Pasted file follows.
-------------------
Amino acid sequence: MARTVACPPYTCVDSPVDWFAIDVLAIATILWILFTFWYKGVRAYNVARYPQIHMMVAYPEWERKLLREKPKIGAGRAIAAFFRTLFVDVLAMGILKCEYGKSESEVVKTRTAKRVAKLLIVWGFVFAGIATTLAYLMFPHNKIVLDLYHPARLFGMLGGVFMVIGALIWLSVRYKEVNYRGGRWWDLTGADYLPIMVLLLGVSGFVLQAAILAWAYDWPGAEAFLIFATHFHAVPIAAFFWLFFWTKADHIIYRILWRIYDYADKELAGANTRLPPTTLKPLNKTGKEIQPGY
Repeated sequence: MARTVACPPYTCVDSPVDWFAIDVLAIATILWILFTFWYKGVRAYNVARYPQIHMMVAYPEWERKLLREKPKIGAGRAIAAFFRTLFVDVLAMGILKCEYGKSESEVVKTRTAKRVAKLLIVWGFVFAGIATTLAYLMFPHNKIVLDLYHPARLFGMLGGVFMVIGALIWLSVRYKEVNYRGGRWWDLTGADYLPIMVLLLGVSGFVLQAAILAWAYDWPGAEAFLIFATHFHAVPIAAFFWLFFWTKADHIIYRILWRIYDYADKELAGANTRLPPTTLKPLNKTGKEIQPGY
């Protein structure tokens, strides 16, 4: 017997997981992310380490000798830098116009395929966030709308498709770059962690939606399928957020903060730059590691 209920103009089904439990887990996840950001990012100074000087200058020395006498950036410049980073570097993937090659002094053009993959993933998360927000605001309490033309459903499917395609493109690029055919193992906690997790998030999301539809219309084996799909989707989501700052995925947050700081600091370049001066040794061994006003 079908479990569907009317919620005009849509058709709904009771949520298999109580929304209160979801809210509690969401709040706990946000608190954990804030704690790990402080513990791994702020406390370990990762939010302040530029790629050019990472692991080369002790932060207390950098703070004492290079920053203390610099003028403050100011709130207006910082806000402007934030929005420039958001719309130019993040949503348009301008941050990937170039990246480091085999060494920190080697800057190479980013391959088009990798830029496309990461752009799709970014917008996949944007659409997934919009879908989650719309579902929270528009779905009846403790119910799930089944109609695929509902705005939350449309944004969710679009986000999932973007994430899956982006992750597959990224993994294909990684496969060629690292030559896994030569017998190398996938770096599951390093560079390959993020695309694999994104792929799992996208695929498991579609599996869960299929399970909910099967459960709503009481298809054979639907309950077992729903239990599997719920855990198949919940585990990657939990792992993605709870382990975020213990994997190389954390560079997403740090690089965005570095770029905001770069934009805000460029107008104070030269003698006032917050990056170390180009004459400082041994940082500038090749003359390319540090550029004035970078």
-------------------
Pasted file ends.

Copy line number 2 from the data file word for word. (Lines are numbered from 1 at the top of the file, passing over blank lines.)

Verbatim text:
Repeated sequence: MARTVACPPYTCVDSPVDWFAIDVLAIATILWILFTFWYKGVRAYNVARYPQIHMMVAYPEWERKLLREKPKIGAGRAIAAFFRTLFVDVLAMGILKCEYGKSESEVVKTRTAKRVAKLLIVWGFVFAGIATTLAYLMFPHNKIVLDLYHPARLFGMLGGVFMVIGALIWLSVRYKEVNYRGGRWWDLTGADYLPIMVLLLGVSGFVLQAAILAWAYDWPGAEAFLIFATHFHAVPIAAFFWLFFWTKADHIIYRILWRIYDYADKELAGANTRLPPTTLKPLNKTGKEIQPGY